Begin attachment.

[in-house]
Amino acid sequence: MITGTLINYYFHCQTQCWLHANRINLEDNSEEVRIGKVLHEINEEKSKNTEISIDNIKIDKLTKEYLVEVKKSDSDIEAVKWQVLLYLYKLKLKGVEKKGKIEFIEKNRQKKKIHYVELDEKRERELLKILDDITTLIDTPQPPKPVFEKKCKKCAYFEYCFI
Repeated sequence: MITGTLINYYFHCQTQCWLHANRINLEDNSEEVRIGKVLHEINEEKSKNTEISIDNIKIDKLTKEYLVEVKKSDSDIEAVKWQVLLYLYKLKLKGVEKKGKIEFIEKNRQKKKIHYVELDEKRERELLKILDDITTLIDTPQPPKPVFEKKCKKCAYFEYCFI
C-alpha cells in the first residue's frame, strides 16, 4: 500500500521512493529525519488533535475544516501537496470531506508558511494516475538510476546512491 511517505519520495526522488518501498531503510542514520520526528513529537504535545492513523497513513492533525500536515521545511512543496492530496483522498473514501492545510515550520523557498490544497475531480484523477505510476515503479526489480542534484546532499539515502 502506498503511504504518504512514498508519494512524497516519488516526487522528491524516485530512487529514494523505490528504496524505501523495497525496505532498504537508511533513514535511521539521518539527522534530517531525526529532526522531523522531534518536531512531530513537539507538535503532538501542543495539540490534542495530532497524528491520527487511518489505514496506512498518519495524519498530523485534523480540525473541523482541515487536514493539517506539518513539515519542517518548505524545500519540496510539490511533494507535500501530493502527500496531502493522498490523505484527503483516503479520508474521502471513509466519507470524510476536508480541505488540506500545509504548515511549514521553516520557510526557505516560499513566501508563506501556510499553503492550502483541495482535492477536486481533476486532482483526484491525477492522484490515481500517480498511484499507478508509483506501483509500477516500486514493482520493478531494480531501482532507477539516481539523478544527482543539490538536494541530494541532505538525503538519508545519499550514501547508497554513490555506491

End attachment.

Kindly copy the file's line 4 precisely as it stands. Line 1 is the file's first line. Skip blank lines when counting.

C-alpha cells in the first residue's frame, strides 16, 4: 500500500521512493529525519488533535475544516501537496470531506508558511494516475538510476546512491 511517505519520495526522488518501498531503510542514520520526528513529537504535545492513523497513513492533525500536515521545511512543496492530496483522498473514501492545510515550520523557498490544497475531480484523477505510476515503479526489480542534484546532499539515502 502506498503511504504518504512514498508519494512524497516519488516526487522528491524516485530512487529514494523505490528504496524505501523495497525496505532498504537508511533513514535511521539521518539527522534530517531525526529532526522531523522531534518536531512531530513537539507538535503532538501542543495539540490534542495530532497524528491520527487511518489505514496506512498518519495524519498530523485534523480540525473541523482541515487536514493539517506539518513539515519542517518548505524545500519540496510539490511533494507535500501530493502527500496531502493522498490523505484527503483516503479520508474521502471513509466519507470524510476536508480541505488540506500545509504548515511549514521553516520557510526557505516560499513566501508563506501556510499553503492550502483541495482535492477536486481533476486532482483526484491525477492522484490515481500517480498511484499507478508509483506501483509500477516500486514493482520493478531494480531501482532507477539516481539523478544527482543539490538536494541530494541532505538525503538519508545519499550514501547508497554513490555506491